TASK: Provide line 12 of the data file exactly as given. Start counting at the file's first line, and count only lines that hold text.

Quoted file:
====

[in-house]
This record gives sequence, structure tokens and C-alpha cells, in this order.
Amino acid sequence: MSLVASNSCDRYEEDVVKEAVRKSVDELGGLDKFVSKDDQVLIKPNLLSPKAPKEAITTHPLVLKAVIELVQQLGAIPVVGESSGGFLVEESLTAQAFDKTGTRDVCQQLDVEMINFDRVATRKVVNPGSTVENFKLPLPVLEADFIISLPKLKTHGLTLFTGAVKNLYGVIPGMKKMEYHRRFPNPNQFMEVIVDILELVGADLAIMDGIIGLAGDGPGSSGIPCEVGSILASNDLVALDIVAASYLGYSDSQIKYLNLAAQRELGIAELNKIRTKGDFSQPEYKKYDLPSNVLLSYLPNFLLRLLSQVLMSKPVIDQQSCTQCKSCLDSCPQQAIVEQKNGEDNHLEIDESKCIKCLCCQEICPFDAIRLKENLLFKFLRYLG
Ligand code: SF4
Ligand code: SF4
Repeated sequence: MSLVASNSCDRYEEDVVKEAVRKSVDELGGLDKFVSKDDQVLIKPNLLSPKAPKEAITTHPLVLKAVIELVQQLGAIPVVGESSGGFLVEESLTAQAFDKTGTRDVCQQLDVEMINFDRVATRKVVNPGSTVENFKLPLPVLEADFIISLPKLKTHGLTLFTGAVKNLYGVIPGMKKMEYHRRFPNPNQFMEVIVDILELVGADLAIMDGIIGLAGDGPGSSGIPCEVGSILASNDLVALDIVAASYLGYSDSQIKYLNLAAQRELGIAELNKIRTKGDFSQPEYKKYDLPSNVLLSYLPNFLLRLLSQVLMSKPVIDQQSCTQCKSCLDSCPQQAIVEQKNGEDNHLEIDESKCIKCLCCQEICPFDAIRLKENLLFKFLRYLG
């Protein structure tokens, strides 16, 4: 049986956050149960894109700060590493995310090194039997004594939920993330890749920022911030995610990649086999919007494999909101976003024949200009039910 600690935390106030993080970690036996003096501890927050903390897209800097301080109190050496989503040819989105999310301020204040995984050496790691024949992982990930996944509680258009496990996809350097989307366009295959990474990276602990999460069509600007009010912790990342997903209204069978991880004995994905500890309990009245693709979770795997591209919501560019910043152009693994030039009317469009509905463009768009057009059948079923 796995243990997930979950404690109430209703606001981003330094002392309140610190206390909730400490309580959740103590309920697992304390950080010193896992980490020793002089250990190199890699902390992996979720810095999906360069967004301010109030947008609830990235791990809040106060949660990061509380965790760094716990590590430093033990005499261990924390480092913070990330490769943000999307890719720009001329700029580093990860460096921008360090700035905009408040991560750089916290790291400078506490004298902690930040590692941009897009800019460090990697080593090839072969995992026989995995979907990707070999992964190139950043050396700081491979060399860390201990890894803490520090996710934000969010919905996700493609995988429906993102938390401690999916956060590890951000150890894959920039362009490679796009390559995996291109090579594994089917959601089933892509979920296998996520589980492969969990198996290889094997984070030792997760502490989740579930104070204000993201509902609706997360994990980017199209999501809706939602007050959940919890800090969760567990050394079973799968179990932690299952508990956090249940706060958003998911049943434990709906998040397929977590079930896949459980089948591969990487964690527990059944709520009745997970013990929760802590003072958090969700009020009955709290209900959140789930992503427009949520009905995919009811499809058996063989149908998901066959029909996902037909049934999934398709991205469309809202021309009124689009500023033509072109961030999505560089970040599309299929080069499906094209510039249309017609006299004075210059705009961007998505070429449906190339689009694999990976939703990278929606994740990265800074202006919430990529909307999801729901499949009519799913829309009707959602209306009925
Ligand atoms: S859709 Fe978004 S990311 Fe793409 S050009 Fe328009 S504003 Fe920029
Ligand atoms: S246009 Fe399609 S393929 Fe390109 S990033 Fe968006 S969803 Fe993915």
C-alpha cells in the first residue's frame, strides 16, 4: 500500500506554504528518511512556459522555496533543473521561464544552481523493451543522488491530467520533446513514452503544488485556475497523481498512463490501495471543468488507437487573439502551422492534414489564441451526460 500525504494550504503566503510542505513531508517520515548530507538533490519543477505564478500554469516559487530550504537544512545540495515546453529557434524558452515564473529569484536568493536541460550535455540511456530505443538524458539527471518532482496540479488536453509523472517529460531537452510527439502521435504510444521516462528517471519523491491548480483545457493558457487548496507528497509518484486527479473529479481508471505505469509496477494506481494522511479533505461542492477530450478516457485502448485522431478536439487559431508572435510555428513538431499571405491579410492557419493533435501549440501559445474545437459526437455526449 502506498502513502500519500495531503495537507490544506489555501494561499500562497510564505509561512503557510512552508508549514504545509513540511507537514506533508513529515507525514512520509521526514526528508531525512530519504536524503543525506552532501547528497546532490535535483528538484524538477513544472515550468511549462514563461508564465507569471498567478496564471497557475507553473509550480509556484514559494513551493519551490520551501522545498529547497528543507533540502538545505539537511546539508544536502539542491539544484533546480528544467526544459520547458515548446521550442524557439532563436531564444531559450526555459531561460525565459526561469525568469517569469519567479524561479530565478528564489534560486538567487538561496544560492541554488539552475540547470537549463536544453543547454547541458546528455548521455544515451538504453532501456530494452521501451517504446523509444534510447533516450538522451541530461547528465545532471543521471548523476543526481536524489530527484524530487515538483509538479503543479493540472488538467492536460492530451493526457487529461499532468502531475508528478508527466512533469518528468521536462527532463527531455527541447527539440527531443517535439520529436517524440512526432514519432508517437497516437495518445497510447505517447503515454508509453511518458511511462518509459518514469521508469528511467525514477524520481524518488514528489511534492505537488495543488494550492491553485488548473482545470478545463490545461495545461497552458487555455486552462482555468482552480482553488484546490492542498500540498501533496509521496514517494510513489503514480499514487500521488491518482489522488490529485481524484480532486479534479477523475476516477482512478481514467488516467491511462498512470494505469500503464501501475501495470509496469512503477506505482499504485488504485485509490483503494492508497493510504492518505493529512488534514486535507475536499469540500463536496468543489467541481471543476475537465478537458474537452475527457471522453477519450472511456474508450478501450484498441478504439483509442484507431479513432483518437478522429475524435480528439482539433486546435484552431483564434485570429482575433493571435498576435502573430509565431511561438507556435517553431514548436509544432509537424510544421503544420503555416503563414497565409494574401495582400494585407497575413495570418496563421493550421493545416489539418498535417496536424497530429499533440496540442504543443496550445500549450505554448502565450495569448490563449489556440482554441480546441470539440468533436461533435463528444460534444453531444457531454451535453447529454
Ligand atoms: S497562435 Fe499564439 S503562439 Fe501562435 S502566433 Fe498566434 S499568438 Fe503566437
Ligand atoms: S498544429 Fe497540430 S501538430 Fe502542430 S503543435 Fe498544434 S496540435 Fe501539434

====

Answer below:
Ligand atoms: S498544429 Fe497540430 S501538430 Fe502542430 S503543435 Fe498544434 S496540435 Fe501539434